Small reviews site packs a loud Yelp

Locally written reviews site captures the attention of small-business owners and armchair critics across big U.S. cities.

San Francisco restaurant owner Mike Pierce has a morning ritual: he checks his bank balance, e-mail and

Pierce's restaurant, the two-year-old Maverick in San Francisco's gritty Mission district, has 252 customer-written reviews on Yelp--a fast-rising social network for user-generated commentary and information on local businesses. And Pierce's likely read them all, drawing on praise and criticisms from regular diners to curtail recipes or even let go of wait staff.

"I take it seriously," Pierce said in an interview this week. "I hate to fire people, but these reviews helped give me backup to let go of someone who was consistently singled out for bad service."

In fact, Pierce takes it so seriously that he has even been known to joke with customers who have seen him spill wine, for example, saying: "You're not going to Yelp me, are you?"

To be sure, Yelp may be having its "verb" moment with locals in cities like Los Angeles and San Francisco, where the company started out three years ago. Though still relatively small compared with major local city guides like CitySearch, Yelp has managed to capture the attention--good and bad--of small-business owners and the writing devotion of hipsters and armchair critics across these big cities. So much so that in some circles Yelp has become synonymous for locally written reviews the same way Google became a verb for searching the Web.

"Yelp is interesting because it's been able to distribute itself smartly and get people responding to each other in a way that ties them to the property."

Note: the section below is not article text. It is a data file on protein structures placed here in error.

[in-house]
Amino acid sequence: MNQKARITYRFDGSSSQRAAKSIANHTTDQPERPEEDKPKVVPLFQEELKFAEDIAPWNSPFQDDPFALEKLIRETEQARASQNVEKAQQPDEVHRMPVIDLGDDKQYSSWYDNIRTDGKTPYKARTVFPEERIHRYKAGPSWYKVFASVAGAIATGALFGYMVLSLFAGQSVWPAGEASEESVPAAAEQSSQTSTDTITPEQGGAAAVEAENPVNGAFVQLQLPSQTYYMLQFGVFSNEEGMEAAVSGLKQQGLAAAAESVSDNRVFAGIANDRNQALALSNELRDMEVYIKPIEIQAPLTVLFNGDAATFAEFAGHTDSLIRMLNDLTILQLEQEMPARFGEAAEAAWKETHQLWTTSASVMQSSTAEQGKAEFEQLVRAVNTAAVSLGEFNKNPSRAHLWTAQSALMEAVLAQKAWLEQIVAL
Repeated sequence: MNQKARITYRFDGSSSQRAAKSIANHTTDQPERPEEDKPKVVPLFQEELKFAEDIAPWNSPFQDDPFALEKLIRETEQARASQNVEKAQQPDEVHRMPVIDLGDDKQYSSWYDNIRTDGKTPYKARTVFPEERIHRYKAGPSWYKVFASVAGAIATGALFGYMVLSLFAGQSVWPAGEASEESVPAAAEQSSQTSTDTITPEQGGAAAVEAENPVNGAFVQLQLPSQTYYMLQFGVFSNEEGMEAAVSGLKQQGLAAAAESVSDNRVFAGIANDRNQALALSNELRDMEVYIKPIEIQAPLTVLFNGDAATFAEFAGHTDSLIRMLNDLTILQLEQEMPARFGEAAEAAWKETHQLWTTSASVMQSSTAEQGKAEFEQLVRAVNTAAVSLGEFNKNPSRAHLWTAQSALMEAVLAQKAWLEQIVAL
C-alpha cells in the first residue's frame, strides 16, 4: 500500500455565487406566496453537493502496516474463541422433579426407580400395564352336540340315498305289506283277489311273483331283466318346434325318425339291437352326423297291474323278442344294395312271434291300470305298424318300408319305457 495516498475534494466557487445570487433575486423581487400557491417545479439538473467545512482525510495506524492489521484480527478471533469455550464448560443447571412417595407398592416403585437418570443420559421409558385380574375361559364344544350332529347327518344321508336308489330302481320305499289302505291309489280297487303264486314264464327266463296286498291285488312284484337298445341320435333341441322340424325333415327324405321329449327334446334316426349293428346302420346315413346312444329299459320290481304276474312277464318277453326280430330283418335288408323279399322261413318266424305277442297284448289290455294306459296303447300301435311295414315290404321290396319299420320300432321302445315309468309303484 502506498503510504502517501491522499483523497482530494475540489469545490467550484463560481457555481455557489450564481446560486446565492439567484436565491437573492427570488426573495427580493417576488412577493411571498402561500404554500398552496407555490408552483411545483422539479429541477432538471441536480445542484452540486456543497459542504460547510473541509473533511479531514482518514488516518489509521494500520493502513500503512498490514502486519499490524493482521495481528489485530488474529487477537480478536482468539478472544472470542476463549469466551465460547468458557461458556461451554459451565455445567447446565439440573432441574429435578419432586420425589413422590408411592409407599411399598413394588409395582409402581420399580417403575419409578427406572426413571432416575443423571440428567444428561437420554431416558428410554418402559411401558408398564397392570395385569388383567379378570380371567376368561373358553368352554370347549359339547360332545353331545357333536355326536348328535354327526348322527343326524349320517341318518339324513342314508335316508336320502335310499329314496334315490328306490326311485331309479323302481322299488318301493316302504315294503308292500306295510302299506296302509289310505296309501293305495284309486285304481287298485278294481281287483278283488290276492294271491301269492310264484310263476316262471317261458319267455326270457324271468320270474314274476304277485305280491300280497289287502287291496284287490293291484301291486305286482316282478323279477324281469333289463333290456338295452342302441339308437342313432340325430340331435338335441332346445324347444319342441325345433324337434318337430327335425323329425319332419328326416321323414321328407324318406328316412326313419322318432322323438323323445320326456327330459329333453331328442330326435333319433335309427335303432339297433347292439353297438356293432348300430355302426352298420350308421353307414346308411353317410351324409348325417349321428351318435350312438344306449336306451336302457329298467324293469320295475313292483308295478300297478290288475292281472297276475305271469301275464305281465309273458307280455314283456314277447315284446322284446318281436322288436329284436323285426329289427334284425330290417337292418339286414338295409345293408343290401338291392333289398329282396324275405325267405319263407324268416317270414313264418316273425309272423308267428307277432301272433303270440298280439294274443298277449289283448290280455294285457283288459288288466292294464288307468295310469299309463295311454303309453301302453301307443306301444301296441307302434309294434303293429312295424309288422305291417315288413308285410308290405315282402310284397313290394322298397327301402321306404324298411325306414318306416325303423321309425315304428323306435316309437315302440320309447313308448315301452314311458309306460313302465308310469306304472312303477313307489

--Jennifer Simpson
senior analyst, Yankee Group

Yelp, based in San Francisco, has gained most of its traction in the last year, while expanding to cities like Seattle and Chicago and continuing to build buzz in San Francisco and Los Angeles. In June, it attracted slightly more than 1.4 million unique visitors to its site, up 124 percent from June 2006, according to research firm ComScore.

(The company uses Google Analytics to track its visitors and it estimated more than 4 million monthly visitors in May, up 400 percent in the last year. It now has more than a million reviews on the site, according to the company.)

In contrast, veteran city guide CitySearch drew about 15.7 million visitors in June, up 15 percent from the previous year, according to ComScore. Yahoo's Local Guide, the top-ranked site for local information on the Web, was down 12 percent over that period to 29.5 million unique monthly visitors.

Google may be giving Yelp a lift too. The two companies promote each other with their mapping products. Yelp is in Google's developer network, meaning it uses the search giant's application protocol interface to serve local Google maps on its site. And Google features Yelp reviews prominently on its map service. Stephanie Ichinose, a Yelp spokeswoman, said she could not disclose details of their arrangement.

But analysts say that that relationship could point to a potential reason for Google to buy Yelp, especially considering that the search giant has been aiming to augment its social-networking tools with a potential acquisition. Its long been rumored that Google has sought to buy Facebook.

"Yelp is interesting because it's been able to distribute itself smartly and get people responding to each other in a way that ties them to the property," said Jennifer Simpson, senior analyst at the Yankee Group. "Social networking is a hole for Google and it makes sense for them to make an acquisition. Yelp might be a good one."

The privately held company was founded in 2004 by two former PayPal veterans, Jeremy Stoppelman and Russel Simmons. In that time, it has received $16 million in venture funding from Benchmark Capital and Bessemer Venture Partners. Like most social networks, Yelp still isn't profitable, but it's on an aggressive expansion schedule to capture more audience and advertisers. It plans to enter 25 more cities by mid-2008, Ichinose said.

The company makes money by charging business owners anywhere between $100 to $2,000 monthly to advertise on Yelp and maintain a Web page, Ichinose said. For the package price, business owners can tailor their page with slideshows, comments and menus; and their business listing will appear in results for related searches, such as a pizza place showing up in sponsored listings for the search term "pizza."

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